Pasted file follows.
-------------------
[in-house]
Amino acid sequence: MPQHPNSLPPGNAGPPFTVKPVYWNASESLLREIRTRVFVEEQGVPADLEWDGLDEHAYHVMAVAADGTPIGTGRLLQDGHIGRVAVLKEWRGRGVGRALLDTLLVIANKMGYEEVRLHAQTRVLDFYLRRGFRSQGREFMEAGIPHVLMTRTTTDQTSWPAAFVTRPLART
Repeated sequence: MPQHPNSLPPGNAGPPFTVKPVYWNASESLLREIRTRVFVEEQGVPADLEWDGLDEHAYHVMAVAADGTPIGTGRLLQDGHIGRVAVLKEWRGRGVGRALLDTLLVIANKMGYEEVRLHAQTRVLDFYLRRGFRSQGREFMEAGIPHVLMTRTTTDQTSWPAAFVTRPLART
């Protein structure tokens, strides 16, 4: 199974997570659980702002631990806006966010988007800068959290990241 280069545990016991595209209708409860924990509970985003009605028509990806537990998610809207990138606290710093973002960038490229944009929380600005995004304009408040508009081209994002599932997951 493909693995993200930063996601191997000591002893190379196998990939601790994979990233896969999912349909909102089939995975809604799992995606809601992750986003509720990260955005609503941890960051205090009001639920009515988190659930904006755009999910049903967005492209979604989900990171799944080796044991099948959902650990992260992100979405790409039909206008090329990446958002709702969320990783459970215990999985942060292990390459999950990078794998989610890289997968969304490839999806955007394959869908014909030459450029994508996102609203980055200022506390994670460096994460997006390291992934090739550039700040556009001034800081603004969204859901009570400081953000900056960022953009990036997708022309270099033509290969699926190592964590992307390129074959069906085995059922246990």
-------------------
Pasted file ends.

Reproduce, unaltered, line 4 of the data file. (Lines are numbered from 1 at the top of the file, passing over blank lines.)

């Protein structure tokens, strides 16, 4: 199974997570659980702002631990806006966010988007800068959290990241 280069545990016991595209209708409860924990509970985003009605028509990806537990998610809207990138606290710093973002960038490229944009929380600005995004304009408040508009081209994002599932997951 493909693995993200930063996601191997000591002893190379196998990939601790994979990233896969999912349909909102089939995975809604799992995606809601992750986003509720990260955005609503941890960051205090009001639920009515988190659930904006755009999910049903967005492209979604989900990171799944080796044991099948959902650990992260992100979405790409039909206008090329990446958002709702969320990783459970215990999985942060292990390459999950990078794998989610890289997968969304490839999806955007394959869908014909030459450029994508996102609203980055200022506390994670460096994460997006390291992934090739550039700040556009001034800081603004969204859901009570400081953000900056960022953009990036997708022309270099033509290969699926190592964590992307390129074959069906085995059922246990």